Quality of Life Comparison

COMPARED TO

If you lived in Armenia instead of Ghana, you would:

Health

be 88.2% less likely to be living with HIV/AIDS


In Ghana, 1.7% of people are living with AIDS/HIV as of 2018. In Armenia, that number is 0.2% of people as of 2018.

live 7.4 years longer


In Ghana, the average life expectancy is 68 years (66 years for men, 71 years for women) as of 2020. In Armenia, that number is 76 years (72 years for men, 79 years for women) as of 2020.

be 85.3% more likely to be obese


In Ghana, 10.9% of adults are obese as of 2016. In Armenia, that number is 20.2% of people as of 2016.

Economy

make 2.0 times more money


Ghana has a GDP per capita of $4,700 as of 2017, while in Armenia, the GDP per capita is $9,500 as of 2017.

be 58.8% more likely to be unemployed


In Ghana, 11.9% of adults are unemployed as of 2015. In Armenia, that number is 18.9% as of 2017.

be 32.2% more likely to be live below the poverty line


In Ghana, 24.2% live below the poverty line as of 2013. In Armenia, however, that number is 32.0% as of 2013.

pay a 44.0% higher top tax rate


Ghana has a top tax rate of 25.0% as of 2016. In Armenia, the top tax rate is 36.0% as of 2016.

Life

be 91.6% less likely to die during childbirth


In Ghana, approximately 308.0 women per 100,000 births die during labor as of 2017. In Armenia, 26.0 women do as of 2017.

be 30.2% more likely to be literate


In Ghana, the literacy rate is 76.6% as of 2015. In Armenia, it is 99.7% as of 2017.

be 64.2% less likely to die during infancy


In Ghana, approximately 32.1 children die before they reach the age of one as of 2020. In Armenia, on the other hand, 11.5 children do as of 2020.

have 59.8% fewer children


In Ghana, there are approximately 29.6 babies per 1,000 people as of 2020. In Armenia, there are 11.9 babies per 1,000 people as of 2020.

Basic Needs

be 26.1% more likely to have access to electricity


In Ghana, approximately 79% of the population has electricity access as of 2017. In Armenia, 100% of the population do as of 2016.

be 66.0% more likely to have internet access


In Ghana, approximately 39.0% of the population has internet access as of 2018. In Armenia, about 64.7% do as of 2018.

be 11.2% more likely to have access to improved drinking water


In Ghana, approximately 90% of people have improved drinking water access (97% in urban areas, and 81% in rural areas) as of 2017. In Armenia, that number is 100% of people on average (100% in urban areas, and 100% in rural areas) as of 2017.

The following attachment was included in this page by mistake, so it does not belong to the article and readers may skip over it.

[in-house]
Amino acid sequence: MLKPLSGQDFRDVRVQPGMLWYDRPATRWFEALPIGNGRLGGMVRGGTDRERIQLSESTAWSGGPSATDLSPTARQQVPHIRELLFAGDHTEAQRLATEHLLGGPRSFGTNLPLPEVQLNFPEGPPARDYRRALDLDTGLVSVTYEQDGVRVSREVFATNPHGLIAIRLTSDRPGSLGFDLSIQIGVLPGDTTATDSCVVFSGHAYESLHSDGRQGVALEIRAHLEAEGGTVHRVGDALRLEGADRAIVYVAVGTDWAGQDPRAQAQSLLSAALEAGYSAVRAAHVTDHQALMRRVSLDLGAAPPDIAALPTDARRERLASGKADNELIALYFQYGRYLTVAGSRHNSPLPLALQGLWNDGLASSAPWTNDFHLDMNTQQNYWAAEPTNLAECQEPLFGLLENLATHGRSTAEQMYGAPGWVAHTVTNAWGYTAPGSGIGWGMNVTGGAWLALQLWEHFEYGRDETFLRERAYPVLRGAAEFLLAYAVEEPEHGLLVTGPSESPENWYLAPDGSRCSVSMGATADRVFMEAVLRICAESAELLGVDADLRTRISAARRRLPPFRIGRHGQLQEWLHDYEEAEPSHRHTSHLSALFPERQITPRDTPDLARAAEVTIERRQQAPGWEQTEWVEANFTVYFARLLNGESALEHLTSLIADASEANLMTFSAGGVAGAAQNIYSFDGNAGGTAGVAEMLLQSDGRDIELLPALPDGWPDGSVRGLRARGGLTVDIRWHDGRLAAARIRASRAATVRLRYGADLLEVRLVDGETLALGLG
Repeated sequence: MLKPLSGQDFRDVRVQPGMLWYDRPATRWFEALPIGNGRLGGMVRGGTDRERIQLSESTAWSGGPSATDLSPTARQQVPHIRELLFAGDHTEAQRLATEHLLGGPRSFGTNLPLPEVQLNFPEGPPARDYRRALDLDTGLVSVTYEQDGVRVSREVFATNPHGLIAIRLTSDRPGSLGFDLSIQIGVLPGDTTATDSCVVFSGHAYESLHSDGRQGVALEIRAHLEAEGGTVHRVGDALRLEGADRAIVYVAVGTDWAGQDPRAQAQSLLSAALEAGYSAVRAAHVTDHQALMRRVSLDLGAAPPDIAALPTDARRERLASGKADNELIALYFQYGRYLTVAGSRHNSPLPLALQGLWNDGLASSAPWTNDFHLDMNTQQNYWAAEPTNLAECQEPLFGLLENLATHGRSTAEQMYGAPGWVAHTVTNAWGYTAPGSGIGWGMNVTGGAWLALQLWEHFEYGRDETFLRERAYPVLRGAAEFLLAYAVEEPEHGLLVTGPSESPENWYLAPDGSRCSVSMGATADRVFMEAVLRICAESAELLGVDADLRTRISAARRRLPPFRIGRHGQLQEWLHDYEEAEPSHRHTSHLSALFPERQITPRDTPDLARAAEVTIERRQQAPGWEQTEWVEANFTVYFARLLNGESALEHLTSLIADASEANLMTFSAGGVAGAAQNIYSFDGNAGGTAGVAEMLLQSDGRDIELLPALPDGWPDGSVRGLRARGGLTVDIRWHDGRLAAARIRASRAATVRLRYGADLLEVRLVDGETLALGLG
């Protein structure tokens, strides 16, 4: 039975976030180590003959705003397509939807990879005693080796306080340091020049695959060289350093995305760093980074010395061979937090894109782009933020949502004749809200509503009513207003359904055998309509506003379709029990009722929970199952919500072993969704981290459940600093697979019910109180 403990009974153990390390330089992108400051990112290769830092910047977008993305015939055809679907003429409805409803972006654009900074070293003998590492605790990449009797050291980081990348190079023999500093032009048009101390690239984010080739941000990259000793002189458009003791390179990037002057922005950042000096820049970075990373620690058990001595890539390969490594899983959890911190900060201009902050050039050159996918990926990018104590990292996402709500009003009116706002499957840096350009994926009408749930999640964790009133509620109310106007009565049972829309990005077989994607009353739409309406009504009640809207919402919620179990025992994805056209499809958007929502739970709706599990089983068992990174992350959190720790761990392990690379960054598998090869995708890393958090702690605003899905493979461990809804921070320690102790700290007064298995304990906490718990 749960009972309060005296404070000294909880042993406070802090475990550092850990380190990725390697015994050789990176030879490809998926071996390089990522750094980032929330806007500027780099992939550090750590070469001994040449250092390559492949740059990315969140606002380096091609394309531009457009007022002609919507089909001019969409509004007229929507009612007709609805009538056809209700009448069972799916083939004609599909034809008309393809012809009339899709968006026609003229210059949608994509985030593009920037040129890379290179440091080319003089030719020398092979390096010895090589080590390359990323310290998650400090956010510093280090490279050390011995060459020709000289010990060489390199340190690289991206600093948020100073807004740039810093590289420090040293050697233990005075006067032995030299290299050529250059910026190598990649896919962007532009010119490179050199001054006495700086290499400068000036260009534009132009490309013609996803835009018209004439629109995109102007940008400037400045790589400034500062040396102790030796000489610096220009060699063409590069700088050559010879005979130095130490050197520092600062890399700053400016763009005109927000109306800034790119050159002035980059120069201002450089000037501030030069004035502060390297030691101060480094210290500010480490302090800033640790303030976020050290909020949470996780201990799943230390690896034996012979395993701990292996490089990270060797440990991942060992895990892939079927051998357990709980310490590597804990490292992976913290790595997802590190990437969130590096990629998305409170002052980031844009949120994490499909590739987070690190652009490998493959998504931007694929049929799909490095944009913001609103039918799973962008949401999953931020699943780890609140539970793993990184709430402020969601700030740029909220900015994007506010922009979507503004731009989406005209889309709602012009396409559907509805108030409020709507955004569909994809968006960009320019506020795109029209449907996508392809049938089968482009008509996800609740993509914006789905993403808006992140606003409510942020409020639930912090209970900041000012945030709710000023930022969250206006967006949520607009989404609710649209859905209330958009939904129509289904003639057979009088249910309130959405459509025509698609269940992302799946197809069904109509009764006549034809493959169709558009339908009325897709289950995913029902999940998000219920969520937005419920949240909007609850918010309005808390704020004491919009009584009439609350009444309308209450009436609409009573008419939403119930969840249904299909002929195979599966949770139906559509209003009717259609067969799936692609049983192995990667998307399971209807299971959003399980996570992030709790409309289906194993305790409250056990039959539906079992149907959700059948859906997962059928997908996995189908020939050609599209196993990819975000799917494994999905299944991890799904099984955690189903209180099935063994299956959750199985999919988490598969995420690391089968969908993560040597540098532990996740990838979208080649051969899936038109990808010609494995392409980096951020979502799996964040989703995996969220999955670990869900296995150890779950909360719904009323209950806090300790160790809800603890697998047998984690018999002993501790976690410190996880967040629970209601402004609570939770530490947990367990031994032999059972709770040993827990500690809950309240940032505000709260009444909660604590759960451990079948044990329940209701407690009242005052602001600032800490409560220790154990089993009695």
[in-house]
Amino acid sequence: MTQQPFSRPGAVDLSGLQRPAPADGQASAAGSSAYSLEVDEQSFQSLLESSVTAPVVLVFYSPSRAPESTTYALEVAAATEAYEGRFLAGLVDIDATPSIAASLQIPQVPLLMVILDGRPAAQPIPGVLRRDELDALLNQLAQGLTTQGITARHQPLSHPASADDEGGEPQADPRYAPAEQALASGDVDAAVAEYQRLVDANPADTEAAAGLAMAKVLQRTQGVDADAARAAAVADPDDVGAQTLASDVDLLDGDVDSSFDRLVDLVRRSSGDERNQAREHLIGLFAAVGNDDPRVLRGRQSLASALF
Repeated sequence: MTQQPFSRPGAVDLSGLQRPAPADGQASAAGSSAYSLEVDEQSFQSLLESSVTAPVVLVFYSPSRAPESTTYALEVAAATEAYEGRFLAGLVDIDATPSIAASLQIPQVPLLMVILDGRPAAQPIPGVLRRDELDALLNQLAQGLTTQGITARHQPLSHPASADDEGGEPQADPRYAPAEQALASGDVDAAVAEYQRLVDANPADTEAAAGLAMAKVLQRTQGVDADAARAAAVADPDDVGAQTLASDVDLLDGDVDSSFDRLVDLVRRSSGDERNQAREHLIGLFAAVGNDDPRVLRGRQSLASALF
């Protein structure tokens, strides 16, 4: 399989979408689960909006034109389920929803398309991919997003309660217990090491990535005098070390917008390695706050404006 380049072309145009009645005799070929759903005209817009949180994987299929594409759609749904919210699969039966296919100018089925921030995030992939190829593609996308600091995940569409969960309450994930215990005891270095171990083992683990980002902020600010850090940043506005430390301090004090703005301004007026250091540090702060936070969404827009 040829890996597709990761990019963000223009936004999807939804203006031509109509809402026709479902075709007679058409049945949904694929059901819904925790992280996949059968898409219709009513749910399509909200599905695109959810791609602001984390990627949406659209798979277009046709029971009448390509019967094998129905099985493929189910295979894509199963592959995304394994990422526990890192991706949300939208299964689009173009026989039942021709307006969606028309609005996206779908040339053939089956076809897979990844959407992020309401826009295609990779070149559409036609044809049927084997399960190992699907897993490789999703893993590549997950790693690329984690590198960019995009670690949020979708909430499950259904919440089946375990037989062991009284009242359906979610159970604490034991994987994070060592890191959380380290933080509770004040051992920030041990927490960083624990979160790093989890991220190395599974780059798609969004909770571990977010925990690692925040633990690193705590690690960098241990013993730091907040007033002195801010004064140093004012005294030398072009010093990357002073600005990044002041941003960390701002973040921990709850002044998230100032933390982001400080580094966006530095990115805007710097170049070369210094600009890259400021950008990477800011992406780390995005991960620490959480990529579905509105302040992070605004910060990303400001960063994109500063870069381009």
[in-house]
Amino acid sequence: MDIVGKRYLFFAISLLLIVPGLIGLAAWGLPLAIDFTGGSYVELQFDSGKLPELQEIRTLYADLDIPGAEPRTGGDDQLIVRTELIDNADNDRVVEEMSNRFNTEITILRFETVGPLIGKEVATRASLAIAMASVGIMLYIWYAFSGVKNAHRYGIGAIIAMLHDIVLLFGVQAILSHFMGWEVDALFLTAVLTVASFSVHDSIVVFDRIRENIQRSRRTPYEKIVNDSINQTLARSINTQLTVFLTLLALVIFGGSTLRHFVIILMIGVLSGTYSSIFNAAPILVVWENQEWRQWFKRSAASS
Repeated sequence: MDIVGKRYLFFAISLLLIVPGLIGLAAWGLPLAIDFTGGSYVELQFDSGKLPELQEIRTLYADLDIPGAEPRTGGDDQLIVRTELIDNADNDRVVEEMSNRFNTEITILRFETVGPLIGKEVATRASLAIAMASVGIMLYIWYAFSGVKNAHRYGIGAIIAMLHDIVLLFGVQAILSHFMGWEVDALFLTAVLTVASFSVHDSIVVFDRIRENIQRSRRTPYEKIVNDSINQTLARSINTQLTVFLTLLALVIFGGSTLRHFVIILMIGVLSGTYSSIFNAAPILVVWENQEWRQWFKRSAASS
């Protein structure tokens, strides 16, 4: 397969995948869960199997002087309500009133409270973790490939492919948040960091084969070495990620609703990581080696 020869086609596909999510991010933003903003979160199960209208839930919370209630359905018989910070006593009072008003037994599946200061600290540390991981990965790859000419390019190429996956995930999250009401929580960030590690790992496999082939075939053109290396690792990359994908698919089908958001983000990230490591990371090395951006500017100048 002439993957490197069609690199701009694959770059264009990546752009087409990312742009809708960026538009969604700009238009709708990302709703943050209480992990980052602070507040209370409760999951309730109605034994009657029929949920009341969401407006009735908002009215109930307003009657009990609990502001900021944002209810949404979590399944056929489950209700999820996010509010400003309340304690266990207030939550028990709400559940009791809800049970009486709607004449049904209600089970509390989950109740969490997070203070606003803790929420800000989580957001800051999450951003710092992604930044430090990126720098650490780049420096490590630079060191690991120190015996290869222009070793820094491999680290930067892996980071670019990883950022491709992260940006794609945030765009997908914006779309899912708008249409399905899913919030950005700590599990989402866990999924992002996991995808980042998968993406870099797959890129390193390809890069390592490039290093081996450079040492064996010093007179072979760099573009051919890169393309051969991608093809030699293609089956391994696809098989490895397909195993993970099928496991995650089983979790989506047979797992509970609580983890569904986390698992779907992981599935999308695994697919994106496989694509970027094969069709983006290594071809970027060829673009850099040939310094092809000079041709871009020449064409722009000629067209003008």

Expenditures

spend 25.0% less on education


Ghana spends 3.6% of its total GDP on education as of 2017. Armenia spends 2.7% of total GDP on education as of 2017.

Armenia: At a glance

Armenia is a sovereign country in Middle East, with a total land area of approximately 28,203 sq km. Armenia prides itself on being the first nation to formally adopt Christianity (early 4th century). Despite periods of autonomy, over the centuries Armenia came under the sway of various empires including the Roman, Byzantine, Arab, Persian, and Ottoman. During World War I in the western portion of Armenia, Ottoman Turkey instituted a policy of forced resettlement coupled with other harsh practices that resulted in at least 1 million Armenian deaths. The eastern area of Armenia was ceded by the Ottomans to Russia in 1828; this portion declared its independence in 1918, but was conquered by the Soviet Red Army in 1920. Armenian leaders remain preoccupied by the long conflict with Azerbaijan over Nagorno-Karabakh, a primarily Armenian-populated region, assigned to Soviet Azerbaijan in the 1920s by Moscow. Armenia and Azerbaijan began fighting over the area in 1988; the struggle escalated after both countries attained independence from the Soviet Union in 1991. By May 1994, when a cease-fire took hold, ethnic Armenian forces held not only Nagorno-Karabakh but also a significant portion of Azerbaijan proper. The economies of both sides have been hurt by their inability to make substantial progress toward a peaceful resolution. Turkey closed the common border with Armenia in 1993 in support of Azerbaijan in its conflict with Armenia over control of Nagorno-Karabakh and surrounding areas, further hampering Armenian economic growth. In 2009, senior Armenian leaders began pursuing rapprochement with Turkey, aiming to secure an opening of the border, but Turkey has not yet ratified the Protocols normalizing relations between the two countries. In September 2013, President SARGSIAN announced Armenia would join Russia, Belarus, and Kazakhstan as a member of the Eurasian Economic Union.

How big is Armenia compared to Ghana? See an in-depth size comparison.


The statistics on this page were calculated using the following data sources: The World Factbook, Ghana Revenue Authority, Tax Service of Republic of Armenia.

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